"if treatment is indicated, physicians should encourage and facilitate weight maintenance or reduction efforts in their patients or refer them to a physician with special interest and expertise in the clinical management of obesity; (6) urge all physicians and patients to maintain a desired weight and prevent inappropriate weight gain; (7) encourage physicians to become knowledgeable of community resources and referral services that can assist with the management of overweight and obese patients; and (8) urge the appropriate federal agencies to work with organized medicine and the health insurance industry to develop coding and payment mechanisms for the evaluation and management of obesity."
On the heels of the A.M.A's decision, members of Congress introduced the "Treat and Reduce Obesity Act." This bill would force Medicare to cover both weight loss counseling and also weight loss drugs for chronic weight management. If this Act is agreed to in this year's congress, then Medicare would cover weight loss drugs beginning in 2015. "(B) Effective Date- The amendment made by subsection (A) shall apply to plan years beginning on or after the date that is 2 years after the date of the enactment of this Act" You could see commercial payers cover weight loss therapies in greater numbers in 2014 and it is possible you could see full commercial and government coverage in 2015-2016.
EARLY SCRIPT NUMBERS
Belviq officially became available for marketing on June 7th but it wasn't available in 20,000 retail pharmacies until at least June 11th. As such, the first week's reported script numbers by IMS Health only included 3 days of availability and as the kinks get worked out of the infrastructure over the next few weeks, we should have much better insight into the launch success Eisai is experiencing. On Friday, it was reported within social media that the first 3 days of Belviq availability resulted in 1,087 filled scripts. That is approximately 10X the volume of scripts Vivus's (VVUS) Qsymia did in the first week of availability. I believe if this trend continues, Belviq will be outselling Qsymia within its first month of availability -- Qsymia has been on the market for 10 months. By the end of 2013, I believe you will see Belviq outselling Qsymia by a factor of 10-1. This is confirmation of my opinion expressed for many years that Qsymia does not have the profile of a 1st line therapy; it isn't novel and is simply a very expensive combination of generics that weight loss specialists have already been prescribing for more than a decade.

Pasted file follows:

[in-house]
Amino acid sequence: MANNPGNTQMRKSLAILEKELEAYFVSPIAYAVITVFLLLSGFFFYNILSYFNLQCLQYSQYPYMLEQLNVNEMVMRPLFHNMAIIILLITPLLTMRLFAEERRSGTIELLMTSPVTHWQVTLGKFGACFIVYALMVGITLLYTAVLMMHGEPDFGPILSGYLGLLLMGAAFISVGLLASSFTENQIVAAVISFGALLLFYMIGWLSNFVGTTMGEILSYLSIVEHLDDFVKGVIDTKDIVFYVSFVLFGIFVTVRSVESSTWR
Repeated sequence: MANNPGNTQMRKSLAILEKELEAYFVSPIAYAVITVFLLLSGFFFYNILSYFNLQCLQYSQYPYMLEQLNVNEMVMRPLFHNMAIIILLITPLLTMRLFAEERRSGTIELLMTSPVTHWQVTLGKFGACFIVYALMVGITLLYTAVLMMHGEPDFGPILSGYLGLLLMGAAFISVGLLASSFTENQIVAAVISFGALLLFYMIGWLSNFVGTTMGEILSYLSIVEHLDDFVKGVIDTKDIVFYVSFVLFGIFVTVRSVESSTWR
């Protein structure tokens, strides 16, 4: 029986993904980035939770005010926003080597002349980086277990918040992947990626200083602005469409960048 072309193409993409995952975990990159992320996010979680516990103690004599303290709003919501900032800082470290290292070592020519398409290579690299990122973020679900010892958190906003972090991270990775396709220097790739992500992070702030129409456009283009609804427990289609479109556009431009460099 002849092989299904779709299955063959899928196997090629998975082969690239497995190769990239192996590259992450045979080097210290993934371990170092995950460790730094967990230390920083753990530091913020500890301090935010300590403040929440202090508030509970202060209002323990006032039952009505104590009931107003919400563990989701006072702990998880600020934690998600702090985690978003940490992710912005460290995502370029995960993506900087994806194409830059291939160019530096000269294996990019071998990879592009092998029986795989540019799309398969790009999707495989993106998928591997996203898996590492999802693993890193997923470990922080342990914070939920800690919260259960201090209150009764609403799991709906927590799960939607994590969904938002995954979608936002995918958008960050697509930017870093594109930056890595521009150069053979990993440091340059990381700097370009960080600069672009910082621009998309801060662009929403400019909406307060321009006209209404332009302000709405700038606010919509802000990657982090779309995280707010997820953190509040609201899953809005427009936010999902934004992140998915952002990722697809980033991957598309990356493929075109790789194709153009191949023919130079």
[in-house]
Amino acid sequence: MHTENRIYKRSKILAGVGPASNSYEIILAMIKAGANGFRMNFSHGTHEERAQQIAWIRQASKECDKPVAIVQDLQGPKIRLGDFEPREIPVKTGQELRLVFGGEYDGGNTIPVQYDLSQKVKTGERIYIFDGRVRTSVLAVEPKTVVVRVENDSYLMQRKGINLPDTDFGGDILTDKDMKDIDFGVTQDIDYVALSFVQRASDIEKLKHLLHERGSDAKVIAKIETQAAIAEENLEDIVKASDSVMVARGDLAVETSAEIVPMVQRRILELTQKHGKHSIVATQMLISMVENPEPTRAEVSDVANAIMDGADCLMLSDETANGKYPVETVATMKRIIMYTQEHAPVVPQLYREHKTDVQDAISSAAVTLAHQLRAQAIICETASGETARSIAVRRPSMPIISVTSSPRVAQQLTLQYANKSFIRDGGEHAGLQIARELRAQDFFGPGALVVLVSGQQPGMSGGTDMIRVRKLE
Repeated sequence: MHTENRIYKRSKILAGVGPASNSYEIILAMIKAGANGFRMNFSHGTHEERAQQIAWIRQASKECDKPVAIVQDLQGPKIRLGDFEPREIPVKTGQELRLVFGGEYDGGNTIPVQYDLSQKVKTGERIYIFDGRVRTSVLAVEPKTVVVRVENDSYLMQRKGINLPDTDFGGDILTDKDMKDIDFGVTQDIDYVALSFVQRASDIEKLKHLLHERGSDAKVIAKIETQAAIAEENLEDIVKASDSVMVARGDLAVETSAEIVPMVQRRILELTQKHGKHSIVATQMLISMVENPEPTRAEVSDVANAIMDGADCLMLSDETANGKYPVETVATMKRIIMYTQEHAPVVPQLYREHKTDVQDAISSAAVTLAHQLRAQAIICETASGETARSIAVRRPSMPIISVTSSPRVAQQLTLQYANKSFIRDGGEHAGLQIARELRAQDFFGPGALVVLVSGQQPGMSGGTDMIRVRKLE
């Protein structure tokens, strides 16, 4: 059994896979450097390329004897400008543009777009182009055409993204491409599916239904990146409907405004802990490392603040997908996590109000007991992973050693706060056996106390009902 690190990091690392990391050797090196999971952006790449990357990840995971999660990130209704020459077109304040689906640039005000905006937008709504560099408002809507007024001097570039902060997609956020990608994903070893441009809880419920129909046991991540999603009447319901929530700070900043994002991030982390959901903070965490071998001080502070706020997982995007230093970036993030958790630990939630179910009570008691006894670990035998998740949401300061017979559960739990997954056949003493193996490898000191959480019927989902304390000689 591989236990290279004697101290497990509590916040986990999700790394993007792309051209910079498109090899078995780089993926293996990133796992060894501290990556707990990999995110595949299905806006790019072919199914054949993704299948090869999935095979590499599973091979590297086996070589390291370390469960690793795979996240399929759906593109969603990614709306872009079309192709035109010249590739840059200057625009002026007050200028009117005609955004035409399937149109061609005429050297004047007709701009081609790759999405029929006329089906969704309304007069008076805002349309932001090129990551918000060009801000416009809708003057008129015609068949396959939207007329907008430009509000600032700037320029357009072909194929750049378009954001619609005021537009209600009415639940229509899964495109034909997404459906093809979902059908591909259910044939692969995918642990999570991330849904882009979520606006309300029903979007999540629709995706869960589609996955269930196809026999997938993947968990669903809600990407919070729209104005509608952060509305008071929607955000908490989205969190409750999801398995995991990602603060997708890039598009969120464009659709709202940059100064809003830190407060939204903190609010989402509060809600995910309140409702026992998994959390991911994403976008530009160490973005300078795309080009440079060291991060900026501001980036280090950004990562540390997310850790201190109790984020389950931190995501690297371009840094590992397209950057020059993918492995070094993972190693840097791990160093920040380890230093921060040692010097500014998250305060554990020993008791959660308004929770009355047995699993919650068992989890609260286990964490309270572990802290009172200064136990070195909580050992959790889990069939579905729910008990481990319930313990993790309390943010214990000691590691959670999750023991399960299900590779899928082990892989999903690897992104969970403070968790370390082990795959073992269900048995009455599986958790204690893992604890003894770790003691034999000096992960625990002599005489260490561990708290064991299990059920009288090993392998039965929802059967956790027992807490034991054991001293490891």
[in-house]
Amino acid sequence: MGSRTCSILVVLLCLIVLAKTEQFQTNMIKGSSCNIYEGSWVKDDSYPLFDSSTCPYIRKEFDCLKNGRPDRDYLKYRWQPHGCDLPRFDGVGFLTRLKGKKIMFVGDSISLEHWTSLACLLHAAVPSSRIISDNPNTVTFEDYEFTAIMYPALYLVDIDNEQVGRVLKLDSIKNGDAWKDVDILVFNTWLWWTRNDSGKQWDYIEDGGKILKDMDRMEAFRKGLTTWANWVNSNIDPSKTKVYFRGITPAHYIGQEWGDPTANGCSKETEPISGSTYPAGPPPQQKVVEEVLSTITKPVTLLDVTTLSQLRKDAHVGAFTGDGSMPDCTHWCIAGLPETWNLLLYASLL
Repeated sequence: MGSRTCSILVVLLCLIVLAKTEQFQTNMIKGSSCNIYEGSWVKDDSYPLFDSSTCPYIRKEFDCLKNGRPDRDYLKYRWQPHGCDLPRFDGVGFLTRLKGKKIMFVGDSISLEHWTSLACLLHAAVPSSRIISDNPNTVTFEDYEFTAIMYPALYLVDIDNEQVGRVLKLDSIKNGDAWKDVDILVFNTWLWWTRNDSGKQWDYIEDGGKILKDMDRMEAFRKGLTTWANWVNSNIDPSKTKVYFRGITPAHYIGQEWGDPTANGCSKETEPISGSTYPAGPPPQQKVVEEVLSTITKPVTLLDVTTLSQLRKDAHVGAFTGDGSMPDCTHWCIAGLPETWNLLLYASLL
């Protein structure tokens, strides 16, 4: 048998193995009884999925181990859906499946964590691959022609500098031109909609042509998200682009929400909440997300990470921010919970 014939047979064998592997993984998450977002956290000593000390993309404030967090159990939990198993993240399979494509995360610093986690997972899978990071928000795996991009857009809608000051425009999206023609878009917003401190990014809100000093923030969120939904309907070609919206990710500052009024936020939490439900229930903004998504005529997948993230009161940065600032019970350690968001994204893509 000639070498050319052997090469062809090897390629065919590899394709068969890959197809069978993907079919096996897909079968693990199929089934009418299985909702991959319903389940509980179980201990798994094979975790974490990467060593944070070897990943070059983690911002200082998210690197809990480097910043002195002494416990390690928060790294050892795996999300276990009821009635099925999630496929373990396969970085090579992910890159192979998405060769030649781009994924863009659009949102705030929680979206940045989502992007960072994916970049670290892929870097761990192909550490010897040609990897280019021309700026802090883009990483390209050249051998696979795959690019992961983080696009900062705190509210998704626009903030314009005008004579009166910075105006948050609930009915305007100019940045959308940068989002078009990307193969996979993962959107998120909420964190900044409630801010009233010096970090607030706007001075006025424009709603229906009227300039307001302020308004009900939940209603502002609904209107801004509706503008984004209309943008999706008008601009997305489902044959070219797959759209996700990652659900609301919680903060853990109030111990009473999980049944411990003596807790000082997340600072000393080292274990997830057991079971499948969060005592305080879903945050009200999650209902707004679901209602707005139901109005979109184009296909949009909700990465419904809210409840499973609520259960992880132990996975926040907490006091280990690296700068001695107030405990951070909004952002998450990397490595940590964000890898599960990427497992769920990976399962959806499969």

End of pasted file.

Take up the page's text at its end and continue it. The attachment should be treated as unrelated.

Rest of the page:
On a recent interview on the Dr. Steve Show, Dr. Sue DeCottis from DeCottis Medical in Midtown Manahattan echoed the excitement weight loss specialists have around Belviq and why Qsymia isn't really a factor. It is the embracement of Belviq from the weight loss specialists that will fuel the early success of Belviq while the education for other specialties and primary care physicians takes place. One of my contacts who owns a weight loss clinic is already writing 5 scripts per day of Belviq and phentermine in combination and I believe this is happening in numerous clinics throughout the country. I am looking forward to writing an upcoming article on the early results seen from this potential powerful combination therapy. Once news of the early success makes its way through social media, the demand for this combination should increase exponentially. Arena and Eisai will be conducting formal safety studies with phentermine in Q4 of this year and expect results will be available this time in 2014. Sometime in the beginning of the year, I also suspect Eisai will begin direct to consumer advertising fueling the next wave of success stories.
As exciting at it is to witness the first few weeks of Belviq scripts, it is important to keep a long-term view on this equity. The fundamental shift in how obesity is viewed in the medical community and a much improved outlook for payer coverage makes this a multi-year investment. If Medicare and most commercial payers cover Belviq in 24-36mo, we will see Belviq become a blockbuster multiple times over. The first billion in annual Belviq net sales will generate Arena earnings of over $2. As Arena makes this transition from losing money to becoming profitable, increasing revenues, massive earnings with high-growth -- the market capitalization will increase significantly over the next several years. I maintain investors with a multi-year horizon will benefit greatly from their patience.